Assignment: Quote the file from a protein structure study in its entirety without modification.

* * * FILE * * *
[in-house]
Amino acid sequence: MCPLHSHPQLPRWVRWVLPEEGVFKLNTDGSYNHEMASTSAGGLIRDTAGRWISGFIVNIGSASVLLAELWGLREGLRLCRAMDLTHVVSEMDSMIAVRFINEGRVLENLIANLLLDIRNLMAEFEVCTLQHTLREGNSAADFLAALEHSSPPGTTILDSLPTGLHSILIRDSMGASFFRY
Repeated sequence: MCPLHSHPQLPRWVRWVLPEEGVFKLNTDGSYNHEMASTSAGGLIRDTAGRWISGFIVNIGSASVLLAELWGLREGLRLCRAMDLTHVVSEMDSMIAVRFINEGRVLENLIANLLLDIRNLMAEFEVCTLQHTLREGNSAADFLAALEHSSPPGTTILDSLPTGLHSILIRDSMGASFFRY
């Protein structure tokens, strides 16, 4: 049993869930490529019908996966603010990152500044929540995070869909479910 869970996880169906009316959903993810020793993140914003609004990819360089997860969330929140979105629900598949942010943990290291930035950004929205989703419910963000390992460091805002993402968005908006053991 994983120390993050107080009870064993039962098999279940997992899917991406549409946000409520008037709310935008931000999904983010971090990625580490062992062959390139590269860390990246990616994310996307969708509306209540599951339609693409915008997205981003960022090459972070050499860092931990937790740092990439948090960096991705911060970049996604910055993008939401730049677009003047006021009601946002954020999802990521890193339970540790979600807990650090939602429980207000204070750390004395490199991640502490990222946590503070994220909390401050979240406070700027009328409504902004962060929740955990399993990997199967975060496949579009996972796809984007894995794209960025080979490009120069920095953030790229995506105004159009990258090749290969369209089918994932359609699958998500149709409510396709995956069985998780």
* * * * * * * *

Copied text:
[in-house]
Amino acid sequence: MCPLHSHPQLPRWVRWVLPEEGVFKLNTDGSYNHEMASTSAGGLIRDTAGRWISGFIVNIGSASVLLAELWGLREGLRLCRAMDLTHVVSEMDSMIAVRFINEGRVLENLIANLLLDIRNLMAEFEVCTLQHTLREGNSAADFLAALEHSSPPGTTILDSLPTGLHSILIRDSMGASFFRY
Repeated sequence: MCPLHSHPQLPRWVRWVLPEEGVFKLNTDGSYNHEMASTSAGGLIRDTAGRWISGFIVNIGSASVLLAELWGLREGLRLCRAMDLTHVVSEMDSMIAVRFINEGRVLENLIANLLLDIRNLMAEFEVCTLQHTLREGNSAADFLAALEHSSPPGTTILDSLPTGLHSILIRDSMGASFFRY
């Protein structure tokens, strides 16, 4: 049993869930490529019908996966603010990152500044929540995070869909479910 869970996880169906009316959903993810020793993140914003609004990819360089997860969330929140979105629900598949942010943990290291930035950004929205989703419910963000390992460091805002993402968005908006053991 994983120390993050107080009870064993039962098999279940997992899917991406549409946000409520008037709310935008931000999904983010971090990625580490062992062959390139590269860390990246990616994310996307969708509306209540599951339609693409915008997205981003960022090459972070050499860092931990937790740092990439948090960096991705911060970049996604910055993008939401730049677009003047006021009601946002954020999802990521890193339970540790979600807990650090939602429980207000204070750390004395490199991640502490990222946590503070994220909390401050979240406070700027009328409504902004962060929740955990399993990997199967975060496949579009996972796809984007894995794209960025080979490009120069920095953030790229995506105004159009990258090749290969369209089918994932359609699958998500149709409510396709995956069985998780």